True Crime Book Reviews (page 3)

90 CHURCH by Dean Unkefer
Released: June 2, 2015

"Though entertainingly readable in a grimy sort of way, this is more a tangle of sex, violence, and betrayal than a serious true-crime narrative about this little-discussed era."
A grim, fevered memoir of pre-Drug Enforcement Administration anti-drug warriors raising havoc in New York City. Read full book review >
Released: June 2, 2015

"An avuncular account of a life spent uncovering deception for the CIA."
Memoir from a veteran of the arcane specialty of covert polygraph espionage interrogations. Read full book review >

MOB COP by Fred Pascente
Released: June 1, 2015

"Not exactly a self-portrait of a criminal mastermind, but a somewhat worthwhile glimpse into the schizoid world of a corrupt cop."
A former crooked cop looks back on his conflict-of-interest life as a policeman and midlevel grifter. Read full book review >
Released: May 19, 2015

"A highly readable, entertaining story offering a solid education for anyone lacking scruples and wanting to make money. Surely Bernie Madoff studied Koretz's methods."
The granddaddy of all con men, Leo Koretz (1881-1925), gives Jobb (Journalism/Univ. of King's Coll., Halifax; The Cajuns: A People's Story of Exile and Triumph, 2005) the opportunity to exhibit his impressive research and storytelling skills.Read full book review >
CRIMINAL THAT I AM by Jennifer Ridha
Released: May 12, 2015

"Acknowledging the balance between her heart and head, Ridha amply demonstrates what can happen when the balance is upset."
Defending the son of a famous actor, a defense attorney finds herself entangled in the case emotionally as well as legally. Read full book review >

Released: May 5, 2015

"Other than spies, this book has little in common with spy thrillers, but it's just as captivating."
The uncommon family business of selling information to Russia proves exciting, lucrative and remarkably misguided. Read full book review >
The Golden Arrow by Lloyd Richardson
Released: April 30, 2015

"A sound sophomore effort with enough espionage fuel to power a future entry in the series."
Two intelligence agents from the United States and India, respectively, work together to stop Iran from launching a nuclear missile at Israel in Richardson's (Dragon's Paw, 2012) political thriller. Read full book review >
Released: April 28, 2015

"Fans of Father Brown, Hercule Poirot, or Lord Peter Wimsey will find much of value in this book—which, though long and sometimes too slow, leaves readers wanting more."
Engrossing if occasionally glacial study of the Detection Club, a gathering of British mystery writers who defined the genre. Read full book review >
HOPE by Amanda Berry
Released: April 27, 2015

"A nuanced testament to the complexity of the human spirit."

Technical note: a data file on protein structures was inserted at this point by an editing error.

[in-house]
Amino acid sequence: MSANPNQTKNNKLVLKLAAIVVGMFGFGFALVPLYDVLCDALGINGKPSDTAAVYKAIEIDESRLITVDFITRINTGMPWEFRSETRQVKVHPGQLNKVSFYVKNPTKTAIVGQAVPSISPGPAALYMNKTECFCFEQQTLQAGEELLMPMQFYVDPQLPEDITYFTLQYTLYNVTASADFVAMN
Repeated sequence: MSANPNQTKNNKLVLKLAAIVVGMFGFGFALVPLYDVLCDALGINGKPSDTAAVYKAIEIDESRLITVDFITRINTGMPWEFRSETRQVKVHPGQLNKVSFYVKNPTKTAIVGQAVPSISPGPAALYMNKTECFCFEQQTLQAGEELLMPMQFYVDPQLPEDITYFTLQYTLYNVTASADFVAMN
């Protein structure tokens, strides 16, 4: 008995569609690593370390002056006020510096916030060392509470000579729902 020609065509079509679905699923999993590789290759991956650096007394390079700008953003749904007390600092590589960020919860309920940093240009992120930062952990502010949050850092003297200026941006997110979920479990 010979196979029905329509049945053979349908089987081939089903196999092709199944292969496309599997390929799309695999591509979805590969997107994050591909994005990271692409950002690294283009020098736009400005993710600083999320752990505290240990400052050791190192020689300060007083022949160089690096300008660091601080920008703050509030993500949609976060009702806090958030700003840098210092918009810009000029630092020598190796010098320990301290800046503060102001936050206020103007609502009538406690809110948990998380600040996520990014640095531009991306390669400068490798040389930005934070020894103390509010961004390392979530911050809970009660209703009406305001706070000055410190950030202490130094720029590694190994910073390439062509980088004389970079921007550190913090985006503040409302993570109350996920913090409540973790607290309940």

On May 6, 2013, electrifying headlines revealed news of the escape of three young women who had been missing for more than 10 years and presumed dead but were in fact held captive by Ariel Castro, a depraved Cleveland school bus driver. Read full book review >
THE JOB by Steve Osborne
Released: April 21, 2015

"Despite their anecdotal nature, these punchy policing tales seem provocatively true to life."
Raucous recollections from a career as a New York City cop, from a veteran of The Moth storytelling series. Read full book review >
ONE OF US by Åsne Seierstad
Released: April 21, 2015

"Rather diffuse but thoroughly grounded in documented fact—as a result, it packs all the frightening power of a good horror novel."
A chilling descent into the mind of mass murderer Anders Breivik. Read full book review >
Released: April 14, 2015

"For a wide-angle view of the horrific string of crimes start to finish, Glatt constructs an absorbing winner."
Journalist and seasoned true-crime writer Glatt (The Prince of Paradise: The True Story of a Hotel Heir, His Seductive Wife, and a Ruthless Murder, 2013, etc.) recounts the highly publicized story of three women kidnapped and held in captivity for a decade.Read full book review >
Kirkus Interview
John Sandford
author of SATURN RUN
October 6, 2015

Saturn Run, John Sandford’s new novel, is quite a departure for the bestselling thriller writer, who sets aside his Lucas Davenport crime franchise (Gathering Prey, 2015, etc.) and partners with photographer and sci-fi buff Ctein to leave Earth’s gravitational field for the rings of Saturn. The year is 2066. A Caltech intern inadvertently notices an anomaly from a space telescope—something is approaching Saturn, and decelerating. Space objects don’t decelerate; spaceships do. A flurry of top-level government meetings produces the inescapable conclusion: whatever built that ship is at least 100 years ahead in hard and soft technology, and whoever can get their hands on it exclusively and bring it back will have an advantage so large, no other nation can compete. A conclusion the Chinese definitely agree with when they find out. The race is on. “James Bond meets Tom Swift, with the last word reserved not for extraterrestrial encounters but for international piracy, state secrets, and a spot of satisfyingly underhanded political pressure,” our reviewer writes. View video >